Tuesday, October 27, 2015

Maestro Classics (A Schoolhouse Crew Review)

I don't remember a whole lot about my 2nd grade year. I remember my teacher, Mrs Wiltz, I remember where my classroom was, and I remember duck and cover drills - hey, it was the early 80's..  While I don't remember who my music teacher was, I do remember attending a separate music class each day during that year but not a whole lot more.  However, I remember to distinct things about that class - learning the various songs about Texas ("Texas, Our Texas", "The Eyes of Texas" and "The Yellow Rose of Texas") and I remember listening to Peter and the Wolf.  I loved Peter and the Wolf and it was probably my first introduction to Orchestral music and I always loved how, in my young mind, I could clearly picture each animal based on the instrument playing.

It was this early experience in music class that led me to want to be able to review Maestro Classics Peter and the Wolf as performed by the London Philharmonic Orchestra.  My children are the same age as when I was introduced to this piece and I hoped to instill the same love I have for it in them.

Maestro Classics mission is to cultivate a love of music through education and using fun, upbeat pieces that would be of interest to children. Offering a large variety of classical pieces such as Carnival of the Animals, The Sorcerer's Apprentice, The Nutcracker and Swan Lake, Maestro Classics provides the opportunity for both child and parent to listen together and put to words the mental images the music they are listening to creates.

 For this review, we received a physical CD of Prokofiev's Peter and the Wolf and a 23 page activity book insert. A separate curriculum guide was also available on the website that corresponded with the CD that has many activities that incorporated math, history,  science, language arts and geography lessons with the music.

The CD itself consists of 8 tracks including an Introduction, the performance of Peter and the Wolf but with and without narration, as well as a Russian version of Peter and the Wolf played on Russian Folk instruments such as the balalaika, the bayan and the domra - instruments children here in the United States rarely get an opportunity to hear.

Over the last few weeks, I have no listened to both the Russian version as well as the more familiar version of Peter and the Wolf probably 30 times.  I found very quickly that my kids, especially Ashleigh, loved Peter and the Wolf just as much as I did when I was their age.  Ashleigh requests listening to it at least every other day, she likes it that much.

The first thing I did when receiving the CD was to upload the tracks to my cloud account so that I
could use my Amazon Echo to play them as we do not have a stereo and my computer's speakers are not loud enough for everyone to hear the music.  I'm grateful for doing this as the CD would probably be worn out by now had I not done so.  Ashleigh only has to tell our Echo to play Peter and the Wolf and it plays for her and she is happy.  She does this a lot.  Usually multiple times in the same day.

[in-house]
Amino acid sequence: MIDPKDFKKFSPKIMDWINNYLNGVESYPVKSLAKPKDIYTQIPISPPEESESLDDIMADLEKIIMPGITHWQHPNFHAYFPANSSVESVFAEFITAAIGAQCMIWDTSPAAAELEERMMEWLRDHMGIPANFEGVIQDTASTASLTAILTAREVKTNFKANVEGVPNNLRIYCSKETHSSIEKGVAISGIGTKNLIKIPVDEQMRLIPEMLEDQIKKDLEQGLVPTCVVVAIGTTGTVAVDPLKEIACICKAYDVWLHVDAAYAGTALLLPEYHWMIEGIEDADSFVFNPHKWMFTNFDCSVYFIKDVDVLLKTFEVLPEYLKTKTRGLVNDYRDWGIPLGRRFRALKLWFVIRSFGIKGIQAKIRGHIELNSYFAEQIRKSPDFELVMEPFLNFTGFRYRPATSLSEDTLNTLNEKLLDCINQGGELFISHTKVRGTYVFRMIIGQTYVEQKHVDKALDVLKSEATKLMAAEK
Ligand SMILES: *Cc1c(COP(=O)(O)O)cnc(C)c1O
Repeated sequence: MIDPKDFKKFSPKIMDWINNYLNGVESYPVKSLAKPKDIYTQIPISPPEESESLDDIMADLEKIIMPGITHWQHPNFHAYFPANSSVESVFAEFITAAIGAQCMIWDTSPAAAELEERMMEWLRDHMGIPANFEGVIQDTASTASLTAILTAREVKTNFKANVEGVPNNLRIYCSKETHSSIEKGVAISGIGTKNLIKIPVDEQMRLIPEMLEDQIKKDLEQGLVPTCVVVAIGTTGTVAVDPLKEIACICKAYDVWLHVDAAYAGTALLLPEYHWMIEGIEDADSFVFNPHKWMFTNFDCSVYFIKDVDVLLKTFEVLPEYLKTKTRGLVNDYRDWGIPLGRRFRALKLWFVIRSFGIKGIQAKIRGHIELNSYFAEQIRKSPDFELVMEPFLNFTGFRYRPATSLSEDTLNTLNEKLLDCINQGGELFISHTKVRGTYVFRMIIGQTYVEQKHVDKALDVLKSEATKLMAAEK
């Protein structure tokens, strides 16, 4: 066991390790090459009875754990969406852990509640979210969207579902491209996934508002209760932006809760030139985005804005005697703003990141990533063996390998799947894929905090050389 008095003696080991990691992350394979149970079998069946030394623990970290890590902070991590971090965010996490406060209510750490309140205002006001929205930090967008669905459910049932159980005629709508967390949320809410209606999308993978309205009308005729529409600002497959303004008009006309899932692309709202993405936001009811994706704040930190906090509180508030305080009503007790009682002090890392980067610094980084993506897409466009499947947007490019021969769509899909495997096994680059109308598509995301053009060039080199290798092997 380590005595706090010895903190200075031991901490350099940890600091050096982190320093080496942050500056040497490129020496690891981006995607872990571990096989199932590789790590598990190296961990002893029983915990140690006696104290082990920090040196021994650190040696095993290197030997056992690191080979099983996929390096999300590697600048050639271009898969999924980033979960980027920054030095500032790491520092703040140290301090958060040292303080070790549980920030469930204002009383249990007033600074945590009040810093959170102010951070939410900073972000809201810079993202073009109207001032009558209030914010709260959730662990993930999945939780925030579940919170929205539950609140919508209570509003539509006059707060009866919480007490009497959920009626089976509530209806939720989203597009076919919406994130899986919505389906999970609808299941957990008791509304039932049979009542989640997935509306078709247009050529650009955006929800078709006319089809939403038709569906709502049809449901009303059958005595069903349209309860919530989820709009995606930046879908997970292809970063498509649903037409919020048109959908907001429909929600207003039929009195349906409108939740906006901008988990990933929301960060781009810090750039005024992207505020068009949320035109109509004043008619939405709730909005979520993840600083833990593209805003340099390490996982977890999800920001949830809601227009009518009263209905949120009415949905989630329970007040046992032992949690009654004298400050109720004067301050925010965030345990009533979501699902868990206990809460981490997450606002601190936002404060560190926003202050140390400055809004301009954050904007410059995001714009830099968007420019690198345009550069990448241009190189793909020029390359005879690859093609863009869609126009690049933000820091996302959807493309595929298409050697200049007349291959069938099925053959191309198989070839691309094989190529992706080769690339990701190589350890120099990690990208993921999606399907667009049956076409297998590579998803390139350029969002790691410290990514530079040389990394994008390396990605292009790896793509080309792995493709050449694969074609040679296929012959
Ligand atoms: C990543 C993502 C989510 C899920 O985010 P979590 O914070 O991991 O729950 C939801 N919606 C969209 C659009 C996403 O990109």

Through both the listening of the Introduction as well as the downloadable curriculum, the kids have quickly learned to differentiate between the different instruments used for each character. Whether its the bassoon, the French horn, the oboe or the clarinet, they can quickly identify which instrument is playing based on the sound.

It's also funny to listen to their running commentary while listening to the tracks. Garrett's favorite part is when the Grandfather slams the gate and he pantomimes the actions of the Grandfather every time.  Same holds true with the hunters and it's not uncommon to see both kids doing what I can only describe as an Elmer Fudd imitation while pretending to be the hunters searching for the wolf.

The curriculum and the activity insert are great additions to the CD and has some really great suggestions for projects and activities that correlate with the music.  Because of the huge Russian influence on the music (Prokofiev being Russian during the time of the Russian Revolution in 1917), many of the activities involve the Russian culture.  Using the curriculum as a guide, the kids have watched Anastasia (which led to a discussion about the Russian Royal family), have used rubber bands and boxes to make musical instruments, and discussed the Cyrillic alphabet. The activity insert consists of small lessons regarding Prokofiev, various instruments, and activities such as dot to dots, crossword puzzles and word searches.

I am so glad to have had this opportunity to share with my kids something that was such a wonderful memory for me when I was their age.  It has indeed fostered a love of music with the kids and has led to them using their imagination and creating their own descriptions of what they think is occurring in other pieces of music by greats such as Johann Sebastian Bach, as well as picking out the now familiar instruments they hear in each piece they listen to.

Maestro Classics can be found on their website as well as on Facebook, Twitter, Pinterest and Youtube.

Maestro Classics Review

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